By Tim Bradner
Alaska Journal of Commerce
The U.S. Bureau of Ocean Energy Management, Regulation and Enforcement has issued the final supplemental environmental impact statement for the Chukchi Sea OCS Sale 193.
A lawsuit over the EIS is still pending in court, however, and the new document must be cleared by the court for the companies that bid on and won Chukchi Sea leases to finally have clear title to them. The sale was held in February 2008, and netted more than $2 billion on bonus bids, mostly from Shell. ConocoPhillips, Statoil and Repsol also bid.
A court decision on the case could come in October, a source close to the litigation said.
The environmental impact statement for the 2008 sale was challenged by a coalition of environmental and Alaska Native groups and was sent back to the agency for changes by a U.S. Federal District Court in Alaska in July, 2010.
An earlier version of the SEIS to correct the legal deficiencies was prepared in late 2010, but BOEMRE in early 2011 decided on further changes, to include a hypothetical "very large oil spill" scenario and developed a second SEIS that has now been issued in its final version.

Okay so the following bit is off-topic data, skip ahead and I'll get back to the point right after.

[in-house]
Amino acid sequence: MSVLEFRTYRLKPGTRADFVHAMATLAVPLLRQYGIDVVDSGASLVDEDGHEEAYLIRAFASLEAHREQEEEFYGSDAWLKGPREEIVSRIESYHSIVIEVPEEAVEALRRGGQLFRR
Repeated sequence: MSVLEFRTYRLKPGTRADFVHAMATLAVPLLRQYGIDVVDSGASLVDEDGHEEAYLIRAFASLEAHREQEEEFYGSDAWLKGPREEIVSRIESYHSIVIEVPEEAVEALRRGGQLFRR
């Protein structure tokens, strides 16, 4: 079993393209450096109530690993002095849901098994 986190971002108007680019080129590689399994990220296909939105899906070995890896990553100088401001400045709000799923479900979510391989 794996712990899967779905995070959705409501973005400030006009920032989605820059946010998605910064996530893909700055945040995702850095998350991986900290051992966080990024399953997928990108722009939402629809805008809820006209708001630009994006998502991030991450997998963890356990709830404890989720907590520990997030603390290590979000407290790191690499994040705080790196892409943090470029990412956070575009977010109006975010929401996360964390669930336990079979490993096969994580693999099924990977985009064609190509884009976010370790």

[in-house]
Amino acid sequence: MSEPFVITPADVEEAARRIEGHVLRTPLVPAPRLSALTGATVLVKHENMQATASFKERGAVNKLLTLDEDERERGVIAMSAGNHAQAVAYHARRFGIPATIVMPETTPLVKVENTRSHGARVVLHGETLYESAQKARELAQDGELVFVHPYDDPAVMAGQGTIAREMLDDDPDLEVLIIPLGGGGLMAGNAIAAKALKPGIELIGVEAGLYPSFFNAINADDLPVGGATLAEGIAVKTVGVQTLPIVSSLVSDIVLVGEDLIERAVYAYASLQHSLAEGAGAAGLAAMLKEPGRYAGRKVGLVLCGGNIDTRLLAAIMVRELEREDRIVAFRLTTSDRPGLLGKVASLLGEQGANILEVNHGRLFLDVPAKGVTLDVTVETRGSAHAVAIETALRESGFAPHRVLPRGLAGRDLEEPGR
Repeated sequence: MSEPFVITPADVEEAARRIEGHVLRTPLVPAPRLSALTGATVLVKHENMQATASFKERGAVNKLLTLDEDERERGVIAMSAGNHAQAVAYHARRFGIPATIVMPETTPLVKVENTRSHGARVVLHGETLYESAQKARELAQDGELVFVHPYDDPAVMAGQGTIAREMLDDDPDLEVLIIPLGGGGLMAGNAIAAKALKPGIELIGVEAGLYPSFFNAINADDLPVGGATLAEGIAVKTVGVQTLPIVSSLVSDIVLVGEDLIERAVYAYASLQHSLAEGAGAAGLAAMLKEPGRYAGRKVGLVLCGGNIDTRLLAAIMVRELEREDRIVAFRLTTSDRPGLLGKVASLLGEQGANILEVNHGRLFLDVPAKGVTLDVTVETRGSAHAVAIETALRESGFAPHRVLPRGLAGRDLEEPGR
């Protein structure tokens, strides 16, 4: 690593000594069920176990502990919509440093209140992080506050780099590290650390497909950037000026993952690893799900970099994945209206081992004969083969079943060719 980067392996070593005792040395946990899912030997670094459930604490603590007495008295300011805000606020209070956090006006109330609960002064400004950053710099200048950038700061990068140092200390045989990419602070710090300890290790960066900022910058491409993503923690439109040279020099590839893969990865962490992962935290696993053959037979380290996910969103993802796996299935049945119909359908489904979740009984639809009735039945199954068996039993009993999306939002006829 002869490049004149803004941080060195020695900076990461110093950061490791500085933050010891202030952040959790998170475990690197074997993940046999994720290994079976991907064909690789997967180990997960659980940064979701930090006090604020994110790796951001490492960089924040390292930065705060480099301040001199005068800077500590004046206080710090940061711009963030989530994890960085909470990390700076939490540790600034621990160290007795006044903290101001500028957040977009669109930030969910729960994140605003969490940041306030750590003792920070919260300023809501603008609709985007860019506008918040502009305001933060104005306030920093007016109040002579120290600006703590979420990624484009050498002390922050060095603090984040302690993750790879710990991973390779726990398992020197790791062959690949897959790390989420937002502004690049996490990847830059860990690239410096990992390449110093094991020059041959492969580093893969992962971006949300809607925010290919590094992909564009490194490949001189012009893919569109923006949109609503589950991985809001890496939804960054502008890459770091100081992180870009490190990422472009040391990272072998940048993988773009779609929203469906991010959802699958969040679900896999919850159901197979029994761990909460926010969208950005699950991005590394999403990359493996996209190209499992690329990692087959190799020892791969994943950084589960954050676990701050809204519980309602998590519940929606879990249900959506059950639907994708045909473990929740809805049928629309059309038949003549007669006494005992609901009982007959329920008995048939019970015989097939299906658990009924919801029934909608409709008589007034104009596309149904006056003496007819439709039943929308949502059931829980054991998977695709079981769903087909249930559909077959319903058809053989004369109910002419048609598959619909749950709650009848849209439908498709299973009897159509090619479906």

Shell officials were pleased by the action.
"Last summer, an Alaska Federal District Court found the environmental impact statement that supported Chukchi Lease Sale 193 lacked certain information from the BOEMRE," said company spokesman Curtis Smith. "The agency has now provided additional information. We remain hopeful the BOEMRE will approve Shell's Chukchi plan of exploration as soon as possible after Secretary Salazar issues the record of decision."
The final document included a very large oil spill scenario, where a well "blowout" occurs that could spill 61,000 barrels of oil per day and last 74 days, spilling a total of 2.1 million barrels. This is a hypothetical spill, however, and is not the "worst case" spill scenario that an explorer would be required to prepare for at a specific exploration location, a BOEMRE official in Anchorage said. That scenario would be tailored to the geologic and environmental conditions at the site, the official said.
BOEMRE held two rounds of hearings in Alaska communities with the 2010 and 2011 versions of the SEIS.
"We have worked diligently to address the District Court's concerns in a thorough and comprehensive manner," said BOEMRE director Michael Bromwich. "This will insure that decisions related to this lease sale will be made in a careful, balanced manner using the best scientific information available."
Shell, ConocoPhillips and Statoil are planning exploration wells in the Chukchi Sea and some federal permits have been issued in draft form by federal agencies. Shell and ConocoPhillips hope to drill exploration wells in the Chukchi Sea in 2013 but have previously said that legal issues surrounding the original lease sale must be resolved.
Republished with the permission of the Alaska Journal of Commerce. Tim Bradner can be reached at firstname.lastname@example.org.